Monday, 11 November 2013


Dr Kate Wrigley, 11.11.13 

Kate pointed out that she had only recently qualified as a GP, so she did not speak from great experience as a practitioner. She had originally been attracted to a career in medicine, because she thought doctors could make a great contribution to people’s lives. However, she had become increasingly aware that the structure of society is a much greater determinant of people’s health than what doctors themselves can do.

She had first become aware of the importance of class in determining people’s health by reading about David Widgery, a socialist doctor in London’s East End. After travelling abroad, she could also see that people’s health had relatively little to with health care, and a lot more to do with the economic position different countries had in the current world order.

Although there are committed doctors, Kate had found in Sunderland, that many are largely oblivious to the class nature of ill-health, blaming it on ‘lower class’ lifestyles, e.g. too much alcohol, and ignoring poverty or the prevalence of industrially related diseases.

When Kate was in Chiapas in Mexico, she found similar attitudes amongst the doctors there, who said that “people do not look after themselves”. These attitudes had produced a radical response among the Zapatistas, who were trying to create a new liberation medicine.

Kate then asked those present to write the name of a particular disease on a piece of paper. These diseases were then discussed before Kate placed them on a spectrum from non-class to class-related diseases. The overwhelming majority had a class connection, with a strong link with poverty.

Kate then looked at the Lifestyle arguments – the prevalence of deep-fried Mars bars, smoking and alcohol. She said these did not take into consideration the Structural reasons for ill-health and disease – unhealthy homes, overcrowding, employment uncertainty, unemployment, access to healthy food (which can be more expensive), and access to healthcare (patient/doctor ratios in poorer communities with higher health requirements).

Kate the provided evidence form a Whitehall study of mortality in the highly stratified environment of  the British civil service. It showed that mortality was higher for those in the lower grades. There were higher mortality rates due to all causes for men of lower employment grade. This was shown in particular to be the case for coronary heart disease.

There was also a link between employment grade, status and significant risk factors. Risk factors included obesity, smoking, reduced leisure time, lower levels of physical activity, prevalence of underlying illness, higher blood pressure, and shorter height. However, taking these risk factors into consideration, they accounted for no more than 40% of the differences in cardiovascular disease mortality. In other words employment grade/status accounted for a relative risk of 2:1 for lower grades compared to the higher grades.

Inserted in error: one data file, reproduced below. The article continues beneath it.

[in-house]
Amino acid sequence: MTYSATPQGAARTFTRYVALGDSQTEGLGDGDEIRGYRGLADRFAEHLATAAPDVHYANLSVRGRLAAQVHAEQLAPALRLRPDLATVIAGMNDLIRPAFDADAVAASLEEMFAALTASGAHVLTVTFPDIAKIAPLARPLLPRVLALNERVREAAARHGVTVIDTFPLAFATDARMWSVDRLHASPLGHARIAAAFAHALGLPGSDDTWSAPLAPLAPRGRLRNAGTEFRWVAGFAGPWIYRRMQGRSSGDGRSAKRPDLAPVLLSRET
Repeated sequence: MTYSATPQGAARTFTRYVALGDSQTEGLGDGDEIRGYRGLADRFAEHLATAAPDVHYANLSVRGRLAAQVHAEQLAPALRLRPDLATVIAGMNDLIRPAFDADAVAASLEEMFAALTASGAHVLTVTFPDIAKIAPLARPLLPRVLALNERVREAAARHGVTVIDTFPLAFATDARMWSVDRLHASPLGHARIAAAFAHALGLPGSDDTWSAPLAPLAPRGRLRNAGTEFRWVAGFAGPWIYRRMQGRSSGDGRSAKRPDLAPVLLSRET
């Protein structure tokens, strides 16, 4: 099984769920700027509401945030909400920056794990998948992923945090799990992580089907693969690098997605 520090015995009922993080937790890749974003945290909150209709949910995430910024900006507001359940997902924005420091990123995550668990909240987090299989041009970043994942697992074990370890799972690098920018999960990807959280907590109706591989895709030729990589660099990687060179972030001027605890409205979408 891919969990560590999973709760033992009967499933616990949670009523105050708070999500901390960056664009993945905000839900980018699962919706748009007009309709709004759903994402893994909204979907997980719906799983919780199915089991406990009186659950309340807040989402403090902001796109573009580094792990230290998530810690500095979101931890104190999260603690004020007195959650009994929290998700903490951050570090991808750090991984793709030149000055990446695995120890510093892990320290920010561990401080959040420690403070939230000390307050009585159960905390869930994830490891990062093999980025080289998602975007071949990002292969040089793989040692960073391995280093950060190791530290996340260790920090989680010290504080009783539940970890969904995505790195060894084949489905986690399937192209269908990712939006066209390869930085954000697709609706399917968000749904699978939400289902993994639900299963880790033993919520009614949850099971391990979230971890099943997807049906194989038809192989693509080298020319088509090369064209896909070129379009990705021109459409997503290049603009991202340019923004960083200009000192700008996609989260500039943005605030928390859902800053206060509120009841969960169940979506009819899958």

The origins of ill health begin before birth, with stress in the mother and smoking leading to lower birth weights. Early years relationships and environment alter growth, health and brain architecture.

Inequality, lack of trust, sense of shame and lack of control (alienation) and unhealthy environments lead to chronic stress in all of us. These affect our immune system, brain chemistry and metabolism.

The benefits of public health intervention are themselves experienced unequally. This leads to a situation of health ‘learned helplessness’. Lack of control leads to a feeling of helplessness and lack of hope.

Kate then divided those present into two groups, which discussed:-

11)      How rod dress in Ill-health
22)      How to address inequality

These groups reported back.

Kate summed up by looking to areas that an independent Scotland could address.

Do we ban smoking, increase alcohol prices, increase benefits, subsidise gyms, fund housing, provide early years support, set up peer education, provide good access to mental health and addiction services, provide preventative medicine with good access to healthcare and free prescriptions or do we try to change the structure of society?

Kate argued that both approached were required – specifically improving health provision and trying to change the structure of society.

Specifically as a health practitioner though Kate would try to:-

1)      identify priority areas
2)      focus on children’s early years, where inequalities first arise and influence the rest of people’s lives.
3)      address the problem of the high economic, social and health burden imposed by mental illness and the corresponding requirement to improve mental wellbeing.
4)      Deal with the problem of the “big killer’ diseases – cardiovascular and cancer. Some risk factors, such as smoking, are strongly linked to deprivation.
5)      Address the problem of alcohol-related violence that affects young men in particular.
However, important although these all are in improving health, they still do not reduce inequality. This must be a prime focus on those campaigning for a new Scotland.